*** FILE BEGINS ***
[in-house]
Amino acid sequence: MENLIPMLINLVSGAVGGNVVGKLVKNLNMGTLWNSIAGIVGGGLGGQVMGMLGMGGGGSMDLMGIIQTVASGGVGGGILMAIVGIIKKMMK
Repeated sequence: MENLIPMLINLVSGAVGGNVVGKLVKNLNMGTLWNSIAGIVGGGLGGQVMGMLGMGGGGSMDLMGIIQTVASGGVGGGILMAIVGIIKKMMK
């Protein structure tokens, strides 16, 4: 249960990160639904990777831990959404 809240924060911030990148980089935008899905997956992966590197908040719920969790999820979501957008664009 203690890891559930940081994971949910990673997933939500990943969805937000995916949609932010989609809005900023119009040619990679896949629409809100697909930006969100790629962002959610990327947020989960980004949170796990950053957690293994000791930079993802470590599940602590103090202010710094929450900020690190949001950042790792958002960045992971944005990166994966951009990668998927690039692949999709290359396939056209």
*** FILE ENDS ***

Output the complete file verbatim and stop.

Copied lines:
[in-house]
Amino acid sequence: MENLIPMLINLVSGAVGGNVVGKLVKNLNMGTLWNSIAGIVGGGLGGQVMGMLGMGGGGSMDLMGIIQTVASGGVGGGILMAIVGIIKKMMK
Repeated sequence: MENLIPMLINLVSGAVGGNVVGKLVKNLNMGTLWNSIAGIVGGGLGGQVMGMLGMGGGGSMDLMGIIQTVASGGVGGGILMAIVGIIKKMMK
């Protein structure tokens, strides 16, 4: 249960990160639904990777831990959404 809240924060911030990148980089935008899905997956992966590197908040719920969790999820979501957008664009 203690890891559930940081994971949910990673997933939500990943969805937000995916949609932010989609809005900023119009040619990679896949629409809100697909930006969100790629962002959610990327947020989960980004949170796990950053957690293994000791930079993802470590599940602590103090202010710094929450900020690190949001950042790792958002960045992971944005990166994966951009990668998927690039692949999709290359396939056209």